The Attitude for Success
Welcome to the course!
I’m K.C. Finn, a multi-award-winning and best-selling author of Young Adult, Fantasy, and Horror fiction. I have been self-employed all my life, running multiple successful freelance enterprises from the comfort of my own home, which means running a home office and having to stay motivated to meet deadlines and get work done. This can be difficult when you’re always at home, surrounded by many comforts and distractions.
I’m here to show you how to boost motivation and focus no matter where you are working, and all of these methods have been keenly developed from more than ten years in a home working situation. We’ll look at methods involving time management, task organization, mental attitude, and physical health, all of which play a huge role in improving focus and getting the job done, however big or small it may be!
So, onto the first lesson. In Lesson One, we’ll examine what I like to term the Attitude For Success, which is an exploration of how your mind is at the start of the working day. Cluttered thoughts, worries, anxieties, and defeatist narratives in our heads can distract us from accessing optimum focus from the moment we open our eyes, so it’s vital to learn some positive mindfulness techniques which help to clear unproductive thoughts away.
Meditation and positive mental attitude can be extremely tricky things to get your head into, especially if you’re more of an active and busy-minded person like me. Over the years, I’ve customized my morning ritual in order to form a practical meditative strategy that really helps to clear my head. It requires a few small steps to achieve, but it’s easy to fit in with your morning drink, on your commute if you have one, or at your desk for a few minutes before the working day actually begins.
As I’m sure you’ll have heard from many different sources, those who are able to meditate fully can achieve clarity of mind, emptying their heads of unwanted thoughts and keeping only those which are positive and beneficial to the day ahead. It’s not to say that those other worries that we have won’t come back from time to time, but if we can put them aside in the correct order of priority, then we can get our work done in a time-efficient manner and return to address other problems later on in the day. As many of our concerns at the start of the day tend to be work-related, it’s also possible to find that the worries we put aside in the morning may have already been resolved by the time we come to deal with them later.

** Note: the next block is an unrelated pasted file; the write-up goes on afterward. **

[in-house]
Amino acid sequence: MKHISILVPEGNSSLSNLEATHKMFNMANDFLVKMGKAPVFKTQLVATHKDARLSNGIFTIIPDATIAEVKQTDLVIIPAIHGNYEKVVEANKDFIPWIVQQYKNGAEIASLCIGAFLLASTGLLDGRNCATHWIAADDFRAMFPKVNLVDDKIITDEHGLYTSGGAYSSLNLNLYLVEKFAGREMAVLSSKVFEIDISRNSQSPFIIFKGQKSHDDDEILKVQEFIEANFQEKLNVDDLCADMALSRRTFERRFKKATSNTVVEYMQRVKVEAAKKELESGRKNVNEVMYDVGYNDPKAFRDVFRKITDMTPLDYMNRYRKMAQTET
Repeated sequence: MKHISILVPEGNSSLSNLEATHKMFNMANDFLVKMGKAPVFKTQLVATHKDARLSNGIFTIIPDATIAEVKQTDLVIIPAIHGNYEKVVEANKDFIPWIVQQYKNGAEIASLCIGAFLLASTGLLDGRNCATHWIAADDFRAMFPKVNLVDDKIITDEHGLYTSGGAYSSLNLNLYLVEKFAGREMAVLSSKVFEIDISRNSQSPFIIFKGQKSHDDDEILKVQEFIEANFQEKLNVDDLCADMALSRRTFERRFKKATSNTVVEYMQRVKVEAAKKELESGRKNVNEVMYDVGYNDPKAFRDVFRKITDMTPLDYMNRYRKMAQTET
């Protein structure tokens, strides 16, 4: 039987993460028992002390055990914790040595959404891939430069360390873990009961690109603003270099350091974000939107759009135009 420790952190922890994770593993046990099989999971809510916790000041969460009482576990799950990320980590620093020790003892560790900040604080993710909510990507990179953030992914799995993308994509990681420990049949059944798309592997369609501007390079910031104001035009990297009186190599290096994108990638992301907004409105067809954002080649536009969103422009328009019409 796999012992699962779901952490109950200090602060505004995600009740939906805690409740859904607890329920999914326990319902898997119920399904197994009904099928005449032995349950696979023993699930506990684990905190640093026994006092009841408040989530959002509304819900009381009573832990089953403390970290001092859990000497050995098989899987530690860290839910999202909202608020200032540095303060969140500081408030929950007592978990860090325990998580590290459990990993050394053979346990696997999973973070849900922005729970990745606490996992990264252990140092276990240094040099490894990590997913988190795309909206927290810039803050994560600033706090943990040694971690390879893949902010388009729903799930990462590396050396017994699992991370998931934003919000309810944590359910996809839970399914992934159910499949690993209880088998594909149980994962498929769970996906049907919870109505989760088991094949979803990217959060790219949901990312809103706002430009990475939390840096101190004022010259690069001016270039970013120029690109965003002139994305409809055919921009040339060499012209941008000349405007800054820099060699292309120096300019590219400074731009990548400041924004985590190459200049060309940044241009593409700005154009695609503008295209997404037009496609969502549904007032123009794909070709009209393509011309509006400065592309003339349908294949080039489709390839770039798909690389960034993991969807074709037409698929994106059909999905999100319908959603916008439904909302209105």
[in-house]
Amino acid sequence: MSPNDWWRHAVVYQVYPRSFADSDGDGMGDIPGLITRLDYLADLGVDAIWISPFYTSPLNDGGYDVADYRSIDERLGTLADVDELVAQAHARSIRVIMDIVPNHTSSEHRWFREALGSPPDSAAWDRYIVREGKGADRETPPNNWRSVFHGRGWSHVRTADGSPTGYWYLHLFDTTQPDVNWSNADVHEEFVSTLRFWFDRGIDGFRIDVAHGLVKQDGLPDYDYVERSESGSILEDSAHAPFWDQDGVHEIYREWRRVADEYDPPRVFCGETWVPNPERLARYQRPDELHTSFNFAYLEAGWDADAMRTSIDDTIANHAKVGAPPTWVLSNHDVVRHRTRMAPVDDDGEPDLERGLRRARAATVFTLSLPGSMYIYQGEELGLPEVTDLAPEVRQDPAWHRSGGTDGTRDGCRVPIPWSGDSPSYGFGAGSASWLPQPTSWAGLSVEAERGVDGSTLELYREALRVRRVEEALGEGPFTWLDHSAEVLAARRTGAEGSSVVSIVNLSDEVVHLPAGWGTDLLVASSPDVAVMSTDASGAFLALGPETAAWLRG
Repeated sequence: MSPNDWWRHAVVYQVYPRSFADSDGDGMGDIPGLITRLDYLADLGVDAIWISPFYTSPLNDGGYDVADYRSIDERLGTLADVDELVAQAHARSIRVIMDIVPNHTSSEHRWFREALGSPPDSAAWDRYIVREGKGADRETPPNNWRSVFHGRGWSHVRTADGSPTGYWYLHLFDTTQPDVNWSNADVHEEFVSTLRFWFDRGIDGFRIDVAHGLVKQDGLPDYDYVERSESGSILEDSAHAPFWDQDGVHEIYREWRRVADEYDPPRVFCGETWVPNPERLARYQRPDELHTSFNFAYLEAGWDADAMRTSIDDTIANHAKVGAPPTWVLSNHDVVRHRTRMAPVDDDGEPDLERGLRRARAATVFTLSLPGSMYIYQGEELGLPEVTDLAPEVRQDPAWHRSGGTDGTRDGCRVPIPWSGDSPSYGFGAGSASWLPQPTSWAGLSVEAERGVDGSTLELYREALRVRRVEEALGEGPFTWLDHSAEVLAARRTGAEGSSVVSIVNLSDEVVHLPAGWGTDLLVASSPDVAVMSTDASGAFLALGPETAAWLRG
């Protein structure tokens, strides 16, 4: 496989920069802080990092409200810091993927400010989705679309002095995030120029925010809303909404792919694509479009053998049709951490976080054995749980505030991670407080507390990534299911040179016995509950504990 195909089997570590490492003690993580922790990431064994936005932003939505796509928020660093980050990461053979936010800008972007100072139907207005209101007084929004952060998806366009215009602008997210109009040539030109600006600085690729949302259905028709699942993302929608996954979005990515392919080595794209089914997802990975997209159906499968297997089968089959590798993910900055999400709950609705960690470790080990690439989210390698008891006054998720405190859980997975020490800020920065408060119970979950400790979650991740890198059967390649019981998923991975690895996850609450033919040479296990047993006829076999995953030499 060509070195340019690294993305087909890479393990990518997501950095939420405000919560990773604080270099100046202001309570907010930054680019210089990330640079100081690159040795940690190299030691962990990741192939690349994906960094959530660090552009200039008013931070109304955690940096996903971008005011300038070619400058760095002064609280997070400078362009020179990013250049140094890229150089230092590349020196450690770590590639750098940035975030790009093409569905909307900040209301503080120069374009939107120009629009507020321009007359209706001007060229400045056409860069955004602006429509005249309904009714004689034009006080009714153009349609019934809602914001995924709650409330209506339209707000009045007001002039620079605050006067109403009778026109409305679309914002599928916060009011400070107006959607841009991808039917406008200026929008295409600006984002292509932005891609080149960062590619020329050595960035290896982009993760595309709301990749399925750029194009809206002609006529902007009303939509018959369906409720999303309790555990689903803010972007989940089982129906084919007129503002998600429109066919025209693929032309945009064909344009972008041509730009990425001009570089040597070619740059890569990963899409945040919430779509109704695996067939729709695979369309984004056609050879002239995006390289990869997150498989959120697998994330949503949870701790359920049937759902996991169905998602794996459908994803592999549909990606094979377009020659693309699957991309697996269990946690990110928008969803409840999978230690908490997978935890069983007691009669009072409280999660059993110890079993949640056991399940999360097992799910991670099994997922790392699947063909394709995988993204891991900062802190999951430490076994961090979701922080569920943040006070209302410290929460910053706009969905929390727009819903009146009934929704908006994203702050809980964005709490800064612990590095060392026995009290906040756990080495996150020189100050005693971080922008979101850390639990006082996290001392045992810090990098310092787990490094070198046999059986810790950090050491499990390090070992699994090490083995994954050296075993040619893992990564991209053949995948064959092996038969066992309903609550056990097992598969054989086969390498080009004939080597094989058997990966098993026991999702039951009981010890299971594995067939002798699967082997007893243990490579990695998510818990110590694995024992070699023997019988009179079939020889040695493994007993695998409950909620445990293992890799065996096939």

Take a small piece of notepaper and something to write with. If you have any worries about the day ahead that are work-related, write them down on one side of the page. Additional worries that might be personal or unrelated to work can also be added, but keep those at the very bottom of the page. Now, turn the side of the paper over, and in large, clear letters, make your affirmation for the day. This is a statement that makes a positive promise to yourself, for example: “Today I will complete my report!”
Keep the affirmation side of the paper in view, and promise yourself that you will address any worries or concerns once the work portion of your day had ended.
The central message behind the practice is to “start as you mean to go on”, which involves working on exactly what kind of attitude you need for the day ahead in order to get your goals met. If you have meetings in the day and you need the confidence to address them, that will be the focus of your practice. If you need focus to get through a long and tedious job, that can be the goal too. Sometimes a mixture of approaches will be needed for the whole day to be a success, but it’s important to choose the one that is most in need and affirm to yourself that you can achieve it for the day ahead.
It may seem futile at first, but any kind of daily practice that you do before work becomes a natural ritual, and these are soon the first things that we think about when the workday begins, rather than having a jumble of thoughts all at once. After a few days of making your mindful affirmations, you’ll know exactly what your attitudes and goals need to be for the day ahead, and you may even start making this list and getting organized mentally much earlier in your morning routine. This is the first step to proving to yourself that you can attain focus because you’re already achieving a positive clarity of thought and a central focus for the day before the actual work even begins.
In Lesson Two, we’ll be exploring an organizational strategy that builds on the positive mantras we’ve begun today, and helps to break large, daunting tasks down into smaller, more achievable goals.
Until then, start the day as you mean to go on!
If you find that meditation and mantras really work for you, then you might like to explore more of them at the Sonima health site.
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